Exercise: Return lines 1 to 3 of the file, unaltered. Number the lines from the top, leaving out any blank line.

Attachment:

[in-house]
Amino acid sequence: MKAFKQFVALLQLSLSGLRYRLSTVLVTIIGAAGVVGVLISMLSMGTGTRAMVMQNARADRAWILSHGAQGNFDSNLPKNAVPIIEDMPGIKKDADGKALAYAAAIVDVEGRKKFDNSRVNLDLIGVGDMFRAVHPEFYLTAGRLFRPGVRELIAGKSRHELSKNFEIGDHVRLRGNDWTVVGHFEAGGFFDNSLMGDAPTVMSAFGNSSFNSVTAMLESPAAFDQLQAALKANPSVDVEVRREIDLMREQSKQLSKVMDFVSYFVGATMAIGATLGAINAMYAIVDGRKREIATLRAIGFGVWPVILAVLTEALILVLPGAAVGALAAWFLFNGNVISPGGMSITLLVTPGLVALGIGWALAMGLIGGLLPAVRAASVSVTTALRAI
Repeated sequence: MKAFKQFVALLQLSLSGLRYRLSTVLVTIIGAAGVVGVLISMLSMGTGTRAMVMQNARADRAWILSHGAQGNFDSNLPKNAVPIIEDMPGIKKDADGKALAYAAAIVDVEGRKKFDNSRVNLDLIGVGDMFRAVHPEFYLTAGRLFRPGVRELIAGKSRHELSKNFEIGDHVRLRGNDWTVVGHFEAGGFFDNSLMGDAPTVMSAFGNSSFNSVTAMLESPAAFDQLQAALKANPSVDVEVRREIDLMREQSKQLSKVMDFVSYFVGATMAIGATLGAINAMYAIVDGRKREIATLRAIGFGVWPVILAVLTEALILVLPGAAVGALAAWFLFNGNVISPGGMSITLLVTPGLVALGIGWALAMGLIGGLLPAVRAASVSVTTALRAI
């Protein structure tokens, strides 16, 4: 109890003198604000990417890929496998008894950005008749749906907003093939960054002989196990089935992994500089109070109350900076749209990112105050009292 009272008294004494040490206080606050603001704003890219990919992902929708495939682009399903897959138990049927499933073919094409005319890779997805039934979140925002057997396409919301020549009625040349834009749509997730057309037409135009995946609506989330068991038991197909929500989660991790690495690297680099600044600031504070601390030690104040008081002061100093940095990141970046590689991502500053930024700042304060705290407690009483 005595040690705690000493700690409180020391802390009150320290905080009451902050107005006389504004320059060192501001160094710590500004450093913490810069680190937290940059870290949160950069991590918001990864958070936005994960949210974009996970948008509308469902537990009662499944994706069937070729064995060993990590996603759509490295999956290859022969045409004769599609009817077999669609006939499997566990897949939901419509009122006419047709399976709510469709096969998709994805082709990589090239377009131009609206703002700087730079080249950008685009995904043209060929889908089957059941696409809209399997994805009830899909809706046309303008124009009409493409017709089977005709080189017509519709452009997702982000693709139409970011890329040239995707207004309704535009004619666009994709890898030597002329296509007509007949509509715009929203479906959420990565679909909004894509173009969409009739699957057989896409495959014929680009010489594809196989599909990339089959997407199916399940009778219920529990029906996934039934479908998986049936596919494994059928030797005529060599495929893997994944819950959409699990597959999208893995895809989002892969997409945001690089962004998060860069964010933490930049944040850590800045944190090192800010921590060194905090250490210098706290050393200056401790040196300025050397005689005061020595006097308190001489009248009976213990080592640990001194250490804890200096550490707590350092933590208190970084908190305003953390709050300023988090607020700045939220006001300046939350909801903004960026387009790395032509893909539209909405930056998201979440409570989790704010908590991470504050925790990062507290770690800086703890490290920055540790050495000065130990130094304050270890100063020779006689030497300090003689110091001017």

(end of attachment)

[in-house]
Amino acid sequence: MKAFKQFVALLQLSLSGLRYRLSTVLVTIIGAAGVVGVLISMLSMGTGTRAMVMQNARADRAWILSHGAQGNFDSNLPKNAVPIIEDMPGIKKDADGKALAYAAAIVDVEGRKKFDNSRVNLDLIGVGDMFRAVHPEFYLTAGRLFRPGVRELIAGKSRHELSKNFEIGDHVRLRGNDWTVVGHFEAGGFFDNSLMGDAPTVMSAFGNSSFNSVTAMLESPAAFDQLQAALKANPSVDVEVRREIDLMREQSKQLSKVMDFVSYFVGATMAIGATLGAINAMYAIVDGRKREIATLRAIGFGVWPVILAVLTEALILVLPGAAVGALAAWFLFNGNVISPGGMSITLLVTPGLVALGIGWALAMGLIGGLLPAVRAASVSVTTALRAI
Repeated sequence: MKAFKQFVALLQLSLSGLRYRLSTVLVTIIGAAGVVGVLISMLSMGTGTRAMVMQNARADRAWILSHGAQGNFDSNLPKNAVPIIEDMPGIKKDADGKALAYAAAIVDVEGRKKFDNSRVNLDLIGVGDMFRAVHPEFYLTAGRLFRPGVRELIAGKSRHELSKNFEIGDHVRLRGNDWTVVGHFEAGGFFDNSLMGDAPTVMSAFGNSSFNSVTAMLESPAAFDQLQAALKANPSVDVEVRREIDLMREQSKQLSKVMDFVSYFVGATMAIGATLGAINAMYAIVDGRKREIATLRAIGFGVWPVILAVLTEALILVLPGAAVGALAAWFLFNGNVISPGGMSITLLVTPGLVALGIGWALAMGLIGGLLPAVRAASVSVTTALRAI